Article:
The island of Hispaniola, of which Haiti occupies the western three-eighths, has been inhabited since about 5000 BC by groups of Native Americans thought to have arrived from Central or South America. Genetic studies show that some of these groups were related to the Yanomami of the Amazon Basin. Amongst these early settlers were the Ciboney peoples, followed by the Taíno, speakers of an Arawakan language, elements of which have been preserved in Haitian Creole. The Taíno name for the entire island was Haiti, or alternatively Quisqeya.
In Taíno society the largest unit of political organization was led by a cacique, or chief, as the Europeans understood them. The island of Hipaniola was divided among five ‘caciquedoms’: the Magua in the north east, the Marien in the north west, the Jaragua in the south west, the Maguana in the central regions of Cibao, and the Higüey in the south east.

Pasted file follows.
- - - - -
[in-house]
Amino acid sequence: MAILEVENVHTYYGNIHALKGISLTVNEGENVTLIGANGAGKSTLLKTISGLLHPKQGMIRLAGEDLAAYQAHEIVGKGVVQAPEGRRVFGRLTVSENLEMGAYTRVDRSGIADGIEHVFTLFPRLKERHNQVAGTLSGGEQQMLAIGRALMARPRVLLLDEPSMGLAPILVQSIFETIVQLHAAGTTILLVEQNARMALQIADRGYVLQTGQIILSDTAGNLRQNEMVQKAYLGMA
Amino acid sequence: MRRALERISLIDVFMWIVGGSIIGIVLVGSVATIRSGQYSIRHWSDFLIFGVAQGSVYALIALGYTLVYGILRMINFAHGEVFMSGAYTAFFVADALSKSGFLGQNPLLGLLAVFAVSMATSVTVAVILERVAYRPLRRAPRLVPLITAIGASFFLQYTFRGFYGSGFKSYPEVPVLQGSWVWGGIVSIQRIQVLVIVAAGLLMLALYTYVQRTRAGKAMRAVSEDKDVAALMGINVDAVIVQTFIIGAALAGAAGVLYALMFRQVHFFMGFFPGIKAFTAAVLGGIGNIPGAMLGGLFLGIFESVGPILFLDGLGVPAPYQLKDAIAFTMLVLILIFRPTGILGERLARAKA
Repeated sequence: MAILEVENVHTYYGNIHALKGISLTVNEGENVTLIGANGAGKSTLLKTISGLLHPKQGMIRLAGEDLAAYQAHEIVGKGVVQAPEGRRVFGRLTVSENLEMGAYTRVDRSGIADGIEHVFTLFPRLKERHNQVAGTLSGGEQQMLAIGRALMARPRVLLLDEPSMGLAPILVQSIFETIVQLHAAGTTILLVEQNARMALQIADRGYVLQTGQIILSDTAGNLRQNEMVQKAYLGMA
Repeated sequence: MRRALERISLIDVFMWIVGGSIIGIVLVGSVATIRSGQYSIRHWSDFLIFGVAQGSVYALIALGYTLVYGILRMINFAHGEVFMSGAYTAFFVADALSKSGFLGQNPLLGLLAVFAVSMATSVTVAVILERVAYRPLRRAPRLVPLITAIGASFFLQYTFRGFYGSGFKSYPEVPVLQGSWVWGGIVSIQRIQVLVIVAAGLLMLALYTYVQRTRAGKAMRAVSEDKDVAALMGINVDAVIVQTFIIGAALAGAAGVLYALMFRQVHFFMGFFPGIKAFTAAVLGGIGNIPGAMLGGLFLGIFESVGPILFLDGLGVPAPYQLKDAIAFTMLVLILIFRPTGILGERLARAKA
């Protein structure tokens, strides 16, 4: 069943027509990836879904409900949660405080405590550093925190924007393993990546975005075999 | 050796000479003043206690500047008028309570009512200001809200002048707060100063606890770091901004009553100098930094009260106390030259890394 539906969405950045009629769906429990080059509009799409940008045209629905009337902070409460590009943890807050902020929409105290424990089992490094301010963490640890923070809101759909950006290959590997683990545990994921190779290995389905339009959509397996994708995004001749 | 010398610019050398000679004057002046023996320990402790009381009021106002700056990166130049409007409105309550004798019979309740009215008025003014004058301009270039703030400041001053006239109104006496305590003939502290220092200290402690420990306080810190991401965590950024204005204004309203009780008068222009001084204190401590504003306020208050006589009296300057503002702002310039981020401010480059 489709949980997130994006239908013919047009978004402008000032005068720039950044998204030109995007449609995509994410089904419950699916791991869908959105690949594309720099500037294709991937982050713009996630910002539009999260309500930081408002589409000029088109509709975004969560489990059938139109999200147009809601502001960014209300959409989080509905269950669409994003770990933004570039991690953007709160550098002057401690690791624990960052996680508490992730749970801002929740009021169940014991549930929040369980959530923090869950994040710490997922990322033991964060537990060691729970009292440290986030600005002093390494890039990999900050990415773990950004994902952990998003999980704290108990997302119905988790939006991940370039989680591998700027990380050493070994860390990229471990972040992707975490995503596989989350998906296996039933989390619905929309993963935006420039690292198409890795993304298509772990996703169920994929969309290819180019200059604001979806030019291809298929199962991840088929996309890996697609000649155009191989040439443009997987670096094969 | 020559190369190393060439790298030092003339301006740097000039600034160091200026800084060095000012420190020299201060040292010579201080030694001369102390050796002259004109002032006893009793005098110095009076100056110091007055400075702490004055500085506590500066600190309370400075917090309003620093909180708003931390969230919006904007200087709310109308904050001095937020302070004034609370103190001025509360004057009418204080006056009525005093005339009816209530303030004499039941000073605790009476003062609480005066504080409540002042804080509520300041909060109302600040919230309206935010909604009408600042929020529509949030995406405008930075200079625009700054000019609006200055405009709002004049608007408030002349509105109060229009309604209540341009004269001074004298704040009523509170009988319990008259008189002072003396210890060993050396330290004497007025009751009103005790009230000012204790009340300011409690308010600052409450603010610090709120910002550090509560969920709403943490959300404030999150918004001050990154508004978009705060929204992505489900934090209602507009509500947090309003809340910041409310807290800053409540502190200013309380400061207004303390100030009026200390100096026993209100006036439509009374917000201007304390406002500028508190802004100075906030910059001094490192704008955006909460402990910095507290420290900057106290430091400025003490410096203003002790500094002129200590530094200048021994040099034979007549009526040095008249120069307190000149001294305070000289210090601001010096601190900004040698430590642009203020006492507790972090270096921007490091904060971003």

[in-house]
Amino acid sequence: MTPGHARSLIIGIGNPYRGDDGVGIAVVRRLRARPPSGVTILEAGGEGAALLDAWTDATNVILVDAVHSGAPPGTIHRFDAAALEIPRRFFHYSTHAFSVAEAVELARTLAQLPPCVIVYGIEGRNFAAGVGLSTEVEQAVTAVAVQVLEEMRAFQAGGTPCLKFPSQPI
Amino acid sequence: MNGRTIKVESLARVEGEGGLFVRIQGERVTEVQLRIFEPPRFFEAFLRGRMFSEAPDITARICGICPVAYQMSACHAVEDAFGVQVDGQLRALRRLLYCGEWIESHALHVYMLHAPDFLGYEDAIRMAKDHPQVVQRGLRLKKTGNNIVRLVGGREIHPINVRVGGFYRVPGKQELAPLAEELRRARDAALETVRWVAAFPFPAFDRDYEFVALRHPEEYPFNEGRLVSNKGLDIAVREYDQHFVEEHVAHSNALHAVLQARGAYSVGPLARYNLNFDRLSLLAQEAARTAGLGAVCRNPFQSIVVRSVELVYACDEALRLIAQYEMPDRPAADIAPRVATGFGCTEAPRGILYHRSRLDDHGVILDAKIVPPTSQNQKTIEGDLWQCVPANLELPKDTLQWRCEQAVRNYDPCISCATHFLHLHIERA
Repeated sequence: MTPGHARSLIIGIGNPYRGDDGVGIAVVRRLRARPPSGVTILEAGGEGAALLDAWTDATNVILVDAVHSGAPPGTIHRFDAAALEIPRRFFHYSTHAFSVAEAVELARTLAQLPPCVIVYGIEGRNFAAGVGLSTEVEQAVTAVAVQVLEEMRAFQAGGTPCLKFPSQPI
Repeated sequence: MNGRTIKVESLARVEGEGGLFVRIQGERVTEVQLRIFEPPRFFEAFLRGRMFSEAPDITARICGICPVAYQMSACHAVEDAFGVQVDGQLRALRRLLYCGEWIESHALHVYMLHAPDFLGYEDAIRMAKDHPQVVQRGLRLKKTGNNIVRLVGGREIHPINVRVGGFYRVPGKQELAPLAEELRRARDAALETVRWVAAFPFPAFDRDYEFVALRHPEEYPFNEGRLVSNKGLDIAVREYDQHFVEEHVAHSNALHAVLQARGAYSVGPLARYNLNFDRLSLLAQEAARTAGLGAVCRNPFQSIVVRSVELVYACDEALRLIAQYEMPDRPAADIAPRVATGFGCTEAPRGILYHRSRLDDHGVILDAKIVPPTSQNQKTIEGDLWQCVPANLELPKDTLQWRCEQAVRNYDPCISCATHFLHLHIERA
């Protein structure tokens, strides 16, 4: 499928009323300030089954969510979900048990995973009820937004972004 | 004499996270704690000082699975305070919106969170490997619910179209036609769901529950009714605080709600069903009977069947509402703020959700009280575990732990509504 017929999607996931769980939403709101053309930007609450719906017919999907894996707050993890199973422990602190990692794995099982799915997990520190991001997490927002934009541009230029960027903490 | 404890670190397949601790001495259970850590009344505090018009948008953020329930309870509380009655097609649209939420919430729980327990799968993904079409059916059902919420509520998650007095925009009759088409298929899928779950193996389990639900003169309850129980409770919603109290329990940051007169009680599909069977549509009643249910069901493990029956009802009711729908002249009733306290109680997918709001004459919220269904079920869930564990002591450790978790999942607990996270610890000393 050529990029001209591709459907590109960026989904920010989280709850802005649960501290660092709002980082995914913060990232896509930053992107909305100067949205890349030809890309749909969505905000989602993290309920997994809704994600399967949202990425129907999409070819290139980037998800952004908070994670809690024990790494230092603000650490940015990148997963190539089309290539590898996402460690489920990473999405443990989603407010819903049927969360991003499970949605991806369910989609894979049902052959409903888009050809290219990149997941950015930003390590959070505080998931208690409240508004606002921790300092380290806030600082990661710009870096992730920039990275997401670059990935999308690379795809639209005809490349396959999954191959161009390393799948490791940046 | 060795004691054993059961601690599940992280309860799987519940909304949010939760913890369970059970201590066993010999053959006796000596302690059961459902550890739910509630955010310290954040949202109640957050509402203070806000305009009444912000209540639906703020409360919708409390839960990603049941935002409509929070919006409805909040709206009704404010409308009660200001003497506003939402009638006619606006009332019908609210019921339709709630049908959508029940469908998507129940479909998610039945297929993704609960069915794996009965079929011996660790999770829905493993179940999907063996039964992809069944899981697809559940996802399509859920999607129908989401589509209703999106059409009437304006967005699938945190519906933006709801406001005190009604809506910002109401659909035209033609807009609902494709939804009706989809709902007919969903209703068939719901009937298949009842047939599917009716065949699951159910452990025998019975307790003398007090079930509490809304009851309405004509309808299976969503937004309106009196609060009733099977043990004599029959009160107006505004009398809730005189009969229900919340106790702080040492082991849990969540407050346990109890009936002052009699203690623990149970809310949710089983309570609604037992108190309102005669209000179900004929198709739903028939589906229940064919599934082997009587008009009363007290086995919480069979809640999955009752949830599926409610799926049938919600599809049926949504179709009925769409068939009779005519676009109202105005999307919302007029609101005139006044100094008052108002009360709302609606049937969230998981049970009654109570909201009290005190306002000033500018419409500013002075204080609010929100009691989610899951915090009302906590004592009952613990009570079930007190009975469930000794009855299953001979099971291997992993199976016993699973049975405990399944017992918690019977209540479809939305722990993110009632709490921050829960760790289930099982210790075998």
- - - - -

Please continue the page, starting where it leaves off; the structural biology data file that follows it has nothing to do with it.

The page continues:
Taíno cultural artifacts include cave paintings in several locations in the country. These have become national symbols of Haiti and tourist attractions. Modern-day Léogâne, started as a French colonial town in the southwest, is beside the former capital of the caciquedom of Xaragua.[